Near the end of the 1995 season, the odds didn't look good for Dale Earnhardt Sr. to win his third title in a row, trailing Jeff Gordon by more than 300 points with 10 races left in the season. But he nearly completed a furious rally, coming up just short in the season finale at Atlanta Motor Speedway in the Napa 500.
Earnhardt headed to Atlanta trailing Gordon by 147 points, meaning he'd need a very good day and Gordon to have some things go wrong in order to win the championship.
It nearly ended up happening. After qualifying eighth, Gordon's car was not much of a factor, finishing 32nd. Earnhardt, on the other hand, did all he could to come away with the championship. The black No. 3 Chevy dominated, leading 268 of 328 laps and collected the most possible points by leading the most laps and collecting one of his nine Atlanta victories.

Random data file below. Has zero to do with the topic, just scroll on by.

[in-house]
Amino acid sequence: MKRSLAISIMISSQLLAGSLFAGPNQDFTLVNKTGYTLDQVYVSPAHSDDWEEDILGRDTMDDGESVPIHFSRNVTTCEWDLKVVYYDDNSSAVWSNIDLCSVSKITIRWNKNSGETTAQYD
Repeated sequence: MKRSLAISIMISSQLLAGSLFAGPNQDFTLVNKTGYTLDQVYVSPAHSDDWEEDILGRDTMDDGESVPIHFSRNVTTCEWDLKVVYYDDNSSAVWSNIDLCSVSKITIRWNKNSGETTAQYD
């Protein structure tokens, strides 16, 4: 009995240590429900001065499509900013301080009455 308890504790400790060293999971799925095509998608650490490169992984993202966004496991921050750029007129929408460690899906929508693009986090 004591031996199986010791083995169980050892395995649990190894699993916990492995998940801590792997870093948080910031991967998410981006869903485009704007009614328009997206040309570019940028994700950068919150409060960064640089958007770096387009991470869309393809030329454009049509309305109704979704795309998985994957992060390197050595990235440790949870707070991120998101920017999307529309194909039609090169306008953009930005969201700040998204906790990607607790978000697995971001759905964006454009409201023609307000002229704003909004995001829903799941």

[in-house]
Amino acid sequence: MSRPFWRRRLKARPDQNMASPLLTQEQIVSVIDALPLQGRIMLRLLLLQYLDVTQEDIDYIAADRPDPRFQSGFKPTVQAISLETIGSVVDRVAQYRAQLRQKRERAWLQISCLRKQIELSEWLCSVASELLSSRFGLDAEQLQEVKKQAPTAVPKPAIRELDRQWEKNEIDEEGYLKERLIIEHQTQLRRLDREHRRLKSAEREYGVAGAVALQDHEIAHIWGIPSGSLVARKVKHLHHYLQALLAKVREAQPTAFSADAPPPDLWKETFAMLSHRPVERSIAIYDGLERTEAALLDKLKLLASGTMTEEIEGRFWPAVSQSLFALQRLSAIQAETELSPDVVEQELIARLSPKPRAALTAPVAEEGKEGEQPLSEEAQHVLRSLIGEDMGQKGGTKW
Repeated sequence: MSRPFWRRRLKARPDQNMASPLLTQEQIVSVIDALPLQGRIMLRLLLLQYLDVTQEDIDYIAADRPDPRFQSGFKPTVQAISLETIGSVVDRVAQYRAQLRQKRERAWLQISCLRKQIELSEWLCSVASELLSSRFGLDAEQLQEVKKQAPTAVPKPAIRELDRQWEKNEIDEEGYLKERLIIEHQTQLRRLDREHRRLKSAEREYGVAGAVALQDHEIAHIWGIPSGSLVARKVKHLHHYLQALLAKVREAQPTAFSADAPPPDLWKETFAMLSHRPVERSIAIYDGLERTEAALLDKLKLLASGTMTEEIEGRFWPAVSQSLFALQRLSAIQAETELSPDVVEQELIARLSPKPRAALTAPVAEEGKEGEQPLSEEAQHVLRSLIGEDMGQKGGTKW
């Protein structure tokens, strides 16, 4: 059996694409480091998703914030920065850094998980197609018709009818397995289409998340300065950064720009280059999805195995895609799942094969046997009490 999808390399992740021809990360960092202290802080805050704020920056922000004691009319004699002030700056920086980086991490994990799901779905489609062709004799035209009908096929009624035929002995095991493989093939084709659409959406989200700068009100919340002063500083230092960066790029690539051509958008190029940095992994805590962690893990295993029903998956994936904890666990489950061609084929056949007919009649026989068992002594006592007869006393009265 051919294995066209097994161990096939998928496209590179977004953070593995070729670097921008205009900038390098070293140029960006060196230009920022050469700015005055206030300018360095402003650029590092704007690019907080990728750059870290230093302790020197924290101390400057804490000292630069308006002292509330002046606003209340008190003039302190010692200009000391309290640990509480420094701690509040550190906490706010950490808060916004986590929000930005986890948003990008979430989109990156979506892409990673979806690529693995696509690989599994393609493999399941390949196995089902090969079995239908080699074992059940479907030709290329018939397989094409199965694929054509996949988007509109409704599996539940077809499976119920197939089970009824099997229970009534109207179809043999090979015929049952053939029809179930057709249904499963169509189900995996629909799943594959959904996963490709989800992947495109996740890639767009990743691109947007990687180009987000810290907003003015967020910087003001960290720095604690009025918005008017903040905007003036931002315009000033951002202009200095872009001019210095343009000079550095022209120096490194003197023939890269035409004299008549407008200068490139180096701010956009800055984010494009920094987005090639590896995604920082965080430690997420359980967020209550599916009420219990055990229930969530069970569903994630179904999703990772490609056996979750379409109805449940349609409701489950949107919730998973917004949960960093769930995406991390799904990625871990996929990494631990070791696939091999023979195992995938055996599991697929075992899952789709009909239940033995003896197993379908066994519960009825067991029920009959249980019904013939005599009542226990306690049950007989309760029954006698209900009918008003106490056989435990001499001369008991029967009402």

Gordon however, was able to hang on, winning his first of four championships and giving Rick Hendrick his first Cup championship.
"This is just a spectacular day. I know our racecar wasn't much today, but it's been a heck of a year," Gordon said after the race. "It's just the greatest thing in the world. There aren't words that can describe the way I feel."
Earnhardt started his post-race interview following the race by congratulating the Atlanta Braves on their recent World Series title in addition to Hendrick.
"He's due a championship, he's been doing this a long time," Earnhardt said. "I tested for him when he first started building cars. I've got to sort of feel good for him."
Earnhardt, who started 11th, won a race that had just two caution flags and saw 36 drivers running at the finish. Sterling Marlin finished second ahead of Rusty Wallace, Bill Elliott and Ward Burton. Darrell Waltrip started on the pole in his self-owned No. 17 Western Auto entry and finished 16th. It ended up being Waltrip's final pole position of his career at the track where he would compete in his final Cup race in November of 2000.